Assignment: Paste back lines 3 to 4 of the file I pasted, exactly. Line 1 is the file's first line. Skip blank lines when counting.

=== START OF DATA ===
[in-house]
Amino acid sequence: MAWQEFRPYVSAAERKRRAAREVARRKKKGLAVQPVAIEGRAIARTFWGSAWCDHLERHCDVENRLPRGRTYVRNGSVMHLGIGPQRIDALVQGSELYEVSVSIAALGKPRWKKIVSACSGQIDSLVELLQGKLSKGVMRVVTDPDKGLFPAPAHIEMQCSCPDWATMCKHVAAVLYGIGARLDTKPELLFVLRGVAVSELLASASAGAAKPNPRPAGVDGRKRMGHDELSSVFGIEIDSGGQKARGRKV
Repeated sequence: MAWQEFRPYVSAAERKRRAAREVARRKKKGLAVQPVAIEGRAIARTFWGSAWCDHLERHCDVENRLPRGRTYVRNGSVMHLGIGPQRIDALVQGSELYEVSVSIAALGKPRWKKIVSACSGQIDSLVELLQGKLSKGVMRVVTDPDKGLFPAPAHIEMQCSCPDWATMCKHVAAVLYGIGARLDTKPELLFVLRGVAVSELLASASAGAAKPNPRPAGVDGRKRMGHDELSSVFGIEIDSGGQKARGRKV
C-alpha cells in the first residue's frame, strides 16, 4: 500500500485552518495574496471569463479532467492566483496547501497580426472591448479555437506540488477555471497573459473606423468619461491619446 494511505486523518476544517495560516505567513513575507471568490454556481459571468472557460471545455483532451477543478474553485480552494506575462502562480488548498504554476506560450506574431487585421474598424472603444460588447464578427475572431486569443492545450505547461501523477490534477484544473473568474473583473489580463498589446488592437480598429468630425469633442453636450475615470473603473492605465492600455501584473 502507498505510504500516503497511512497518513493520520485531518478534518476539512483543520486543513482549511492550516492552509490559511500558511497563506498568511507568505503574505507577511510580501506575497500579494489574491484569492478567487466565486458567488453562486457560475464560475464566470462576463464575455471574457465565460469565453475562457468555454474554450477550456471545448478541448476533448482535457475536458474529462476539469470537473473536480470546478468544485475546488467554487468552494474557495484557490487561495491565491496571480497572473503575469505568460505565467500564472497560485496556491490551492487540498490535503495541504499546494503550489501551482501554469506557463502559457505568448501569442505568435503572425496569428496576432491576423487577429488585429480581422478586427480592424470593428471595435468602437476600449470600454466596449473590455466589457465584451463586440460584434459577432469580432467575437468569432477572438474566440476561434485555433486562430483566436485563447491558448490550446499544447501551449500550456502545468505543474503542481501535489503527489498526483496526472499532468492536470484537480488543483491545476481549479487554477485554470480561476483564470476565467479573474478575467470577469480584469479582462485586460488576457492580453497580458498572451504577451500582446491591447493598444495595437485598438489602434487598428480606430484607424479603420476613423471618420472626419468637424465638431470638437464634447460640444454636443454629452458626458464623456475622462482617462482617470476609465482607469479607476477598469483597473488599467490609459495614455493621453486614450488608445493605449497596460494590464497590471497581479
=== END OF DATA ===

Repeated sequence: MAWQEFRPYVSAAERKRRAAREVARRKKKGLAVQPVAIEGRAIARTFWGSAWCDHLERHCDVENRLPRGRTYVRNGSVMHLGIGPQRIDALVQGSELYEVSVSIAALGKPRWKKIVSACSGQIDSLVELLQGKLSKGVMRVVTDPDKGLFPAPAHIEMQCSCPDWATMCKHVAAVLYGIGARLDTKPELLFVLRGVAVSELLASASAGAAKPNPRPAGVDGRKRMGHDELSSVFGIEIDSGGQKARGRKV
C-alpha cells in the first residue's frame, strides 16, 4: 500500500485552518495574496471569463479532467492566483496547501497580426472591448479555437506540488477555471497573459473606423468619461491619446 494511505486523518476544517495560516505567513513575507471568490454556481459571468472557460471545455483532451477543478474553485480552494506575462502562480488548498504554476506560450506574431487585421474598424472603444460588447464578427475572431486569443492545450505547461501523477490534477484544473473568474473583473489580463498589446488592437480598429468630425469633442453636450475615470473603473492605465492600455501584473 502507498505510504500516503497511512497518513493520520485531518478534518476539512483543520486543513482549511492550516492552509490559511500558511497563506498568511507568505503574505507577511510580501506575497500579494489574491484569492478567487466565486458567488453562486457560475464560475464566470462576463464575455471574457465565460469565453475562457468555454474554450477550456471545448478541448476533448482535457475536458474529462476539469470537473473536480470546478468544485475546488467554487468552494474557495484557490487561495491565491496571480497572473503575469505568460505565467500564472497560485496556491490551492487540498490535503495541504499546494503550489501551482501554469506557463502559457505568448501569442505568435503572425496569428496576432491576423487577429488585429480581422478586427480592424470593428471595435468602437476600449470600454466596449473590455466589457465584451463586440460584434459577432469580432467575437468569432477572438474566440476561434485555433486562430483566436485563447491558448490550446499544447501551449500550456502545468505543474503542481501535489503527489498526483496526472499532468492536470484537480488543483491545476481549479487554477485554470480561476483564470476565467479573474478575467470577469480584469479582462485586460488576457492580453497580458498572451504577451500582446491591447493598444495595437485598438489602434487598428480606430484607424479603420476613423471618420472626419468637424465638431470638437464634447460640444454636443454629452458626458464623456475622462482617462482617470476609465482607469479607476477598469483597473488599467490609459495614455493621453486614450488608445493605449497596460494590464497590471497581479